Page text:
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SMART Blog July – Why we use injectable fertility drugs

03.Jul.2015

By Dr Nikolaos Tsampras, one of our Clinical Fellows

Ever wondered about the injections that women undergoing IVF have to administer to themselves? Here, Dr Tsampras describes the different types of medication, why it is used and what to look out for during treatment.

What are gonadotrophins?

Gonadotropins are injectable fertility medicines, containing follicle-stimulating hormone (FSH) alone or combined with luteinizing hormone (LH). FSH and LH are present in our bodies naturally, in both men and women. During a natural menstrual cycle, both FSH and LH are produced by the pituitary gland in the brain to naturally stimulate the ovaries to produce a single egg each month.  When FSH (with or without LH) is given as an injection, it works directly on the ovaries to make multiple follicles (the fluid-filled areas within the ovary that contain eggs).

Gonadotropins are used during fertility treatments such as In Vitro Fertilization (IVF).  Injections of gonadotropins are started early in the menstrual cycle to cause multiple eggs to grow and mature. We perform close monitoring of patients who are using these medications in order to know when the follicles have reached a size that tells us that they are ready for collection. Another reason for monitoring is to anticipate the side effects of this treatment.

When the ultrasound monitoring indicates that the follicles are ready for collection, another injectable medication is used to mature the eggs. This is called Human Chorionic Gonadotropin or HCG. Sometimes you will hear it referred to as a ‘trigger’ injection. 

Why are Gonadotrophins used in fertility treatments?

When FSH is given in larger amounts than would occur in a natural menstrual cycle it results in more than one egg being ripened and matured.

Sometimes if you are not ovulating, Gonadotrophins are given in the amount roughly equal to that of a natural menstrual cycle and this is called ovulation induction.

Gonadotrophins are commonly used in IVF cycles. The intention here is to develop several eggs with the aim of fertilizing them outside the body. The reason why so many eggs are necessary is that the process of IVF is relatively inefficient and the more eggs that are available for fertilization, the more likely pregnancy is to occur. Having several eggs available for fertilization hopefully results in good-quality embryos from which our scientists can select the ‘best’ ones for transfer.

Gonadotrophins have been used in fertility treatments for more than 30 years. They were initially prepared from the pituitary glands of deceased people. This was very expensive and gave FSH of variable quality. This is no longer available for use in UK.

The second preparation was obtained from the urine of post-menopausal women. It was purified and used for injection. These were given as deep injections into the muscle. The most modern urine derived preparations are highly purified and can be administered subcutaneously. These contain FSH and LH activity.

The most modern preparation which is commonly used today is recombinant FSH. This uses genetic technology. It is therefore relatively pure. This drug is not from a human or animal tissue source and can be given as a subcutaneous injection rather like that which people with diabetes have.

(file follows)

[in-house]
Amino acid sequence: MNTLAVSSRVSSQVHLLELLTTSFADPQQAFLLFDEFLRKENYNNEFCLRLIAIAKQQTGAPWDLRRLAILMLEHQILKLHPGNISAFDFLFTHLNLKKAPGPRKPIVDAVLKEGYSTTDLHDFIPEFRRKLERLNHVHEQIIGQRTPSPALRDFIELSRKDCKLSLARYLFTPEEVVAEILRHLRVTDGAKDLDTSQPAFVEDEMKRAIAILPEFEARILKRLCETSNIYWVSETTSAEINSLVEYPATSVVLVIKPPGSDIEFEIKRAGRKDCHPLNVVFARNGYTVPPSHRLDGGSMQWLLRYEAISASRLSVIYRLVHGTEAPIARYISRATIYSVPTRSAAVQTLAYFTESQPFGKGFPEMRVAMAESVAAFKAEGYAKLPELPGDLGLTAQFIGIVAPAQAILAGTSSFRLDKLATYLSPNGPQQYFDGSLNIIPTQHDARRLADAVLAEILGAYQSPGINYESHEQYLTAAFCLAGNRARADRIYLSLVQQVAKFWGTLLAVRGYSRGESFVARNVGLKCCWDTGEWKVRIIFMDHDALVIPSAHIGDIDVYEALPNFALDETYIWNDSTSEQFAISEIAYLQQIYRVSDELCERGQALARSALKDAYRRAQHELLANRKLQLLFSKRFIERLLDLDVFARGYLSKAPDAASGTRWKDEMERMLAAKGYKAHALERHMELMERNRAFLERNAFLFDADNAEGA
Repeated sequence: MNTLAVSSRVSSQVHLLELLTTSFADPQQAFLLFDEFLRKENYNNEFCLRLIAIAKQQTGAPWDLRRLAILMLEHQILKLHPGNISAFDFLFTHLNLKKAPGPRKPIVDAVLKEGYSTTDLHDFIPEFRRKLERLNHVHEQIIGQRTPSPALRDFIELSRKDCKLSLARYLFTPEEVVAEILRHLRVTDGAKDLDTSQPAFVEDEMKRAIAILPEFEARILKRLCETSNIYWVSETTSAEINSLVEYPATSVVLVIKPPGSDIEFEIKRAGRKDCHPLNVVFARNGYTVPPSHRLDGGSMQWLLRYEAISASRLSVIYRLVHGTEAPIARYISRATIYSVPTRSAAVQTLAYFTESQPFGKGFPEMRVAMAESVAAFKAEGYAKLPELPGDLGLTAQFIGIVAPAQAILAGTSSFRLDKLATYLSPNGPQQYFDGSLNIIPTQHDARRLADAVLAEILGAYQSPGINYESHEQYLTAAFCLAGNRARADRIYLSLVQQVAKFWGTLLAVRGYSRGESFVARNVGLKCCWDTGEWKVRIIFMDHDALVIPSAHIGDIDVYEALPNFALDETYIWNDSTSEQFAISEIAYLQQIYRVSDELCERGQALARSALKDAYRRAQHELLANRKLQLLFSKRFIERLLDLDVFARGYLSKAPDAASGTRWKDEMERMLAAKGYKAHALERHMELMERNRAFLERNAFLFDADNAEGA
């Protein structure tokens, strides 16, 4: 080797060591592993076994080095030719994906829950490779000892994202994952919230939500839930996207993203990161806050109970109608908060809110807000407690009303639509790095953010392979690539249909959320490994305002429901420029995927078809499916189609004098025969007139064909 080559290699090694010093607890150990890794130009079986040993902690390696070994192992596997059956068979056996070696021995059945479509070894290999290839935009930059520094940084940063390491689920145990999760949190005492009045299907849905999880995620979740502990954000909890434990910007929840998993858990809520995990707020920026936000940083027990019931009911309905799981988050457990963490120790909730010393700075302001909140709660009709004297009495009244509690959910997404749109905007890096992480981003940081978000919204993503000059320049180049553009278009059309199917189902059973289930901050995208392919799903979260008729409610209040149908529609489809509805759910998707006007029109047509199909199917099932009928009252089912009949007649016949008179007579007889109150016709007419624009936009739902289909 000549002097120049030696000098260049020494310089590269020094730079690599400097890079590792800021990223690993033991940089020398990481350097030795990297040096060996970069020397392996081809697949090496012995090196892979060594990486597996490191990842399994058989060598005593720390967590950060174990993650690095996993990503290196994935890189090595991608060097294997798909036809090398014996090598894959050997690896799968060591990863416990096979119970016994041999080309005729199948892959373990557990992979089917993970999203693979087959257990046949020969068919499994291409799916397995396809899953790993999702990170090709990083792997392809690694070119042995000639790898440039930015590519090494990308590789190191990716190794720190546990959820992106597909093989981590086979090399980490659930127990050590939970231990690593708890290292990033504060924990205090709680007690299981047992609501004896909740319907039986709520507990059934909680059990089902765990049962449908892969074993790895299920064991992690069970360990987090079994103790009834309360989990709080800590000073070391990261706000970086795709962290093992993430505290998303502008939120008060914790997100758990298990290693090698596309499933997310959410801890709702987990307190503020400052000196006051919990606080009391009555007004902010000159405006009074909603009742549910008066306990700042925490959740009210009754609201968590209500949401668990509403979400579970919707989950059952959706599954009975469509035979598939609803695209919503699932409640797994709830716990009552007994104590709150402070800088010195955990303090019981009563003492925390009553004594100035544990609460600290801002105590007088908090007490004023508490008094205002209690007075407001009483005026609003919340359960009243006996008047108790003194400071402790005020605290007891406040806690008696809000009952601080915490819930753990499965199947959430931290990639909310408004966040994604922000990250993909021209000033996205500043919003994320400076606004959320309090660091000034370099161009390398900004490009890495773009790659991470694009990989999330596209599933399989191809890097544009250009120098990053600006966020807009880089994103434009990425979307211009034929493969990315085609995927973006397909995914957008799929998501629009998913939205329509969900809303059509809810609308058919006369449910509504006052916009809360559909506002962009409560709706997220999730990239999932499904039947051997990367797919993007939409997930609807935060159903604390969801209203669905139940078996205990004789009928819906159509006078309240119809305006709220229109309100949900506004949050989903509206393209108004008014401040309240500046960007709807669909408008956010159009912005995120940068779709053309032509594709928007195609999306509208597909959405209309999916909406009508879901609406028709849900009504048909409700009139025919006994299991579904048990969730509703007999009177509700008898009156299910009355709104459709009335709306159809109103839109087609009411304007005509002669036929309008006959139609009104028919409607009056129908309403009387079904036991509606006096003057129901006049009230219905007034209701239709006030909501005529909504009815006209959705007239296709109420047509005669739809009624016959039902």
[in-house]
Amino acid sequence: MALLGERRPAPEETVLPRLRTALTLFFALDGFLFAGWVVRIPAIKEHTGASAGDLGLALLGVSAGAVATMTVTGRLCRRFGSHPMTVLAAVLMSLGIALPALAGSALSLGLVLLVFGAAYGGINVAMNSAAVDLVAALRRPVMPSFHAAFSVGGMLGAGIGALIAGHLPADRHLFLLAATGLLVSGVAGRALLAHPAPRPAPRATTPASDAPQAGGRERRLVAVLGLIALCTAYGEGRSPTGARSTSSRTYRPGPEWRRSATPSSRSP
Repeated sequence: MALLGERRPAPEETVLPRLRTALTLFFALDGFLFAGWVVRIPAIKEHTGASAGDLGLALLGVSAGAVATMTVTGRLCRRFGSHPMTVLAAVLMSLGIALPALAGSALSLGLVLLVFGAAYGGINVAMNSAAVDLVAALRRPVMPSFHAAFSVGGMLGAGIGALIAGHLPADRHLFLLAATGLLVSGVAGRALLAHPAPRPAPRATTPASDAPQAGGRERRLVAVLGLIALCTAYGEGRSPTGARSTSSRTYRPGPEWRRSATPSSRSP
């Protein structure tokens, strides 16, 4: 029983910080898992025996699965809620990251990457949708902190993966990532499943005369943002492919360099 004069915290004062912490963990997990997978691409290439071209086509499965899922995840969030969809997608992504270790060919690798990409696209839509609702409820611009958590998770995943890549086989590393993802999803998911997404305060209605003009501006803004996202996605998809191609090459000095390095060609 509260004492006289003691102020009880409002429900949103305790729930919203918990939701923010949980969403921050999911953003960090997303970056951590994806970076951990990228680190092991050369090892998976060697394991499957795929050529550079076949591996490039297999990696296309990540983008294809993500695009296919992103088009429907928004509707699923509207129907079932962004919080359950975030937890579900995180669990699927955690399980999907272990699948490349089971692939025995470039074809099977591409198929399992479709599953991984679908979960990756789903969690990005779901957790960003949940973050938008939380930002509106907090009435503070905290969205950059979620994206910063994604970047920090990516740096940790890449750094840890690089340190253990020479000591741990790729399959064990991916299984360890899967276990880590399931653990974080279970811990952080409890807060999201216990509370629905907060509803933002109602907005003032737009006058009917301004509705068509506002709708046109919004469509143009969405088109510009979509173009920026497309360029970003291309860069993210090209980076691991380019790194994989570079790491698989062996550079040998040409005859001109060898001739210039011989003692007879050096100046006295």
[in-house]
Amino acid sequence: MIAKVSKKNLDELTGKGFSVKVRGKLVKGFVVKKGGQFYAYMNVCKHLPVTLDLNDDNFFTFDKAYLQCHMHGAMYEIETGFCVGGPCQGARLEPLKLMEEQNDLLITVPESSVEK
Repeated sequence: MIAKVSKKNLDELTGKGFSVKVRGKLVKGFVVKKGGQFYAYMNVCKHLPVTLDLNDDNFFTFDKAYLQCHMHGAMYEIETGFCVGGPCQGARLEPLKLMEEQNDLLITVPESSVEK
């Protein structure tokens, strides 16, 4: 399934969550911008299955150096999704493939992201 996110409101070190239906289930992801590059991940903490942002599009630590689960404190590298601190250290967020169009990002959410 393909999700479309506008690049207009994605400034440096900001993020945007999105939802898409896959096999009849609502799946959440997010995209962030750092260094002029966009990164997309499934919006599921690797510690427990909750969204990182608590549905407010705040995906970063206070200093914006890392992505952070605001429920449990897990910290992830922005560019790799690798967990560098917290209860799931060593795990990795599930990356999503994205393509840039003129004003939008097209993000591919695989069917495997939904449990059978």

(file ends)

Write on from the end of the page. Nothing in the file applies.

All products have the same expected pregnancy rates, although a minority of patients will benefit from an LH-containing product. 

What are some of the potential side effects of gonadotropins?

Ovarian Hyperstimulation Syndrome (OHSS)

The main worry is a condition called Ovarian Hyperstimulation Syndrome, or OHSS, in which the ovaries respond excessively to stimulation, causing swelling of your tummy with nausea and other symptoms. Monitoring may help us predict if you are very likely to develop OHSS and we can then suggest measures to take to prevent it. (More information about OHSS can be found in our podcast and information session presentation).

OHSS is characterized by enlarged ovaries and fluid accumulation in the abdomen. Although a mild form occurs in up to 20% of cycles and results in some discomfort, the severe form occurs approximately to 1% of the patients. Over the years, multiple strategies have been developed, in order to prevent OHSS. Active monitoring by doctors familiar with the use of FSH is a key to reduce OHSS incidence.

Multiple Gestation

During treatment with gonadotropins, up to 20% of pregnancies are associated with multiple implantations (twins or more), which only occur in 1% to 2% of naturally occurring pregnancies. The increased risk of multiple pregnancies is related to the number of eggs that are stimulated during an ovulation induction cycle or to the number of embryos transferred in an IVF cycle. We aim to keep your risk of multiple pregnancy at a low level, while still achieving a good chance of conception. For this purpose, our scientists follow an evidence-based algorithm and will recommend the number of embryos they think is best to transfer. More information about multiple pregnancy and fertility treatment can be found at www.oneatatime.org.uk

Ectopic Pregnancies

While ectopic pregnancies occur in 1% to 2% of naturally occurring pregnancies, in IVF cycles the rate is slightly increased. Ectopic pregnancies can be a life threatening condition and require treatment with medication or surgery. They are specially common in women with a history of tubal damage.

Gonadotropins and Cancer

Current studies have shown no increase in any cancers with the use of gonadotrophins. 

 Local or Generalized Reactions

In some women, the injection may cause a local skin irritation. It is extremely rare to have an allergy to medication. Some women may experience breast tenderness, headaches, or mood swings from the gonadotropins.